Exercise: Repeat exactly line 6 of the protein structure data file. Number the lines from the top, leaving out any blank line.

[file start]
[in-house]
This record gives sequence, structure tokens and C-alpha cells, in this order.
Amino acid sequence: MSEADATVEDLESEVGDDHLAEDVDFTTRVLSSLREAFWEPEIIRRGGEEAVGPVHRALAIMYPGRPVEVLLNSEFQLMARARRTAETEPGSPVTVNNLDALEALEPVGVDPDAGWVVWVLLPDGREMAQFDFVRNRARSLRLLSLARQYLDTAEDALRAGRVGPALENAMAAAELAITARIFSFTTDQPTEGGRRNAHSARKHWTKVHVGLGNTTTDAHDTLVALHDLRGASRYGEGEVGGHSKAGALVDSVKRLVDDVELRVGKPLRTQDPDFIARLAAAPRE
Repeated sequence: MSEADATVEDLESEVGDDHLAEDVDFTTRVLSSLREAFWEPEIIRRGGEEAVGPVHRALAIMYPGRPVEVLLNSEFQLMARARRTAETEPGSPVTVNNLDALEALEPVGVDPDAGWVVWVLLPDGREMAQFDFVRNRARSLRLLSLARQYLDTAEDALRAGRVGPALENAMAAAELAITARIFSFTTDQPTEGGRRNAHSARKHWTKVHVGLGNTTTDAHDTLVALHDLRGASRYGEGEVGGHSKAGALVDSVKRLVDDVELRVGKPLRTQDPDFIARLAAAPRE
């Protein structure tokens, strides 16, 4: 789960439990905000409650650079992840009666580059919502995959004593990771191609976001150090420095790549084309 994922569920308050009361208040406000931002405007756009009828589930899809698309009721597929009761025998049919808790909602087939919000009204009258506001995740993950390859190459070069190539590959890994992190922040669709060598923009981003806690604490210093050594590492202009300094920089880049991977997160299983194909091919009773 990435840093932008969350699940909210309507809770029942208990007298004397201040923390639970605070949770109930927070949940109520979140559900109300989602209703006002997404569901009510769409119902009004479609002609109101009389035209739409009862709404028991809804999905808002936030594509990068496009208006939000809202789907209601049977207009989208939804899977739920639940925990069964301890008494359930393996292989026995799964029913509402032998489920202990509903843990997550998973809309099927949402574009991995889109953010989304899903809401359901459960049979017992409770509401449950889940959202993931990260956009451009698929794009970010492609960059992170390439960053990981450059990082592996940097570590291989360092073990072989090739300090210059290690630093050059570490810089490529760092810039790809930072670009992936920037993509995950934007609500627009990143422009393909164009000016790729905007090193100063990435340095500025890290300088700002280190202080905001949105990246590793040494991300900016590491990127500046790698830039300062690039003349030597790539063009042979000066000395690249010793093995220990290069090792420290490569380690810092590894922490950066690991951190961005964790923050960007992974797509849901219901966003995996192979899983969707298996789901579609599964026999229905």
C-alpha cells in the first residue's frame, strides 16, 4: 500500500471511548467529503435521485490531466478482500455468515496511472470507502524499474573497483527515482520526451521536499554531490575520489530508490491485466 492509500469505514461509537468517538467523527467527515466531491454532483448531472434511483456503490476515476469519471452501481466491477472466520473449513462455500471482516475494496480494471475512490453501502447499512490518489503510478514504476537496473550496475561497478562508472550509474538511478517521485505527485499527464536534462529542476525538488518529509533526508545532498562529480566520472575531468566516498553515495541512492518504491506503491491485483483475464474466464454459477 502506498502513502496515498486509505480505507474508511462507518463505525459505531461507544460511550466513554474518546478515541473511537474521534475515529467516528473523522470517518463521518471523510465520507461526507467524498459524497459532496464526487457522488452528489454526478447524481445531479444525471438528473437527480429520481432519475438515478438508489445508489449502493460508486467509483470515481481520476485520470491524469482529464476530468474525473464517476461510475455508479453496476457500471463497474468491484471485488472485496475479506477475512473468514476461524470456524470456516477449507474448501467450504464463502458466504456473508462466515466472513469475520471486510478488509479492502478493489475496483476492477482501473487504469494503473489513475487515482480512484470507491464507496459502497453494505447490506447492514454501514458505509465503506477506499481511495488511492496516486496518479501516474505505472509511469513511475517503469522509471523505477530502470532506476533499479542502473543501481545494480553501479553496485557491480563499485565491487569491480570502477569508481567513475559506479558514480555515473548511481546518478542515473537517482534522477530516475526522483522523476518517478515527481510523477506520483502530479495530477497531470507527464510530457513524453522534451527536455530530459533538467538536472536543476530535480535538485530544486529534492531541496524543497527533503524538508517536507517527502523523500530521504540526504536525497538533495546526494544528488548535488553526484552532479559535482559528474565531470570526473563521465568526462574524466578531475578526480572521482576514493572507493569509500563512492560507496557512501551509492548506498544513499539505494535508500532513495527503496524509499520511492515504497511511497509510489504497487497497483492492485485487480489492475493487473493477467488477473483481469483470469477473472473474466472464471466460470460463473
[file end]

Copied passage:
C-alpha cells in the first residue's frame, strides 16, 4: 500500500471511548467529503435521485490531466478482500455468515496511472470507502524499474573497483527515482520526451521536499554531490575520489530508490491485466 492509500469505514461509537468517538467523527467527515466531491454532483448531472434511483456503490476515476469519471452501481466491477472466520473449513462455500471482516475494496480494471475512490453501502447499512490518489503510478514504476537496473550496475561497478562508472550509474538511478517521485505527485499527464536534462529542476525538488518529509533526508545532498562529480566520472575531468566516498553515495541512492518504491506503491491485483483475464474466464454459477 502506498502513502496515498486509505480505507474508511462507518463505525459505531461507544460511550466513554474518546478515541473511537474521534475515529467516528473523522470517518463521518471523510465520507461526507467524498459524497459532496464526487457522488452528489454526478447524481445531479444525471438528473437527480429520481432519475438515478438508489445508489449502493460508486467509483470515481481520476485520470491524469482529464476530468474525473464517476461510475455508479453496476457500471463497474468491484471485488472485496475479506477475512473468514476461524470456524470456516477449507474448501467450504464463502458466504456473508462466515466472513469475520471486510478488509479492502478493489475496483476492477482501473487504469494503473489513475487515482480512484470507491464507496459502497453494505447490506447492514454501514458505509465503506477506499481511495488511492496516486496518479501516474505505472509511469513511475517503469522509471523505477530502470532506476533499479542502473543501481545494480553501479553496485557491480563499485565491487569491480570502477569508481567513475559506479558514480555515473548511481546518478542515473537517482534522477530516475526522483522523476518517478515527481510523477506520483502530479495530477497531470507527464510530457513524453522534451527536455530530459533538467538536472536543476530535480535538485530544486529534492531541496524543497527533503524538508517536507517527502523523500530521504540526504536525497538533495546526494544528488548535488553526484552532479559535482559528474565531470570526473563521465568526462574524466578531475578526480572521482576514493572507493569509500563512492560507496557512501551509492548506498544513499539505494535508500532513495527503496524509499520511492515504497511511497509510489504497487497497483492492485485487480489492475493487473493477467488477473483481469483470469477473472473474466472464471466460470460463473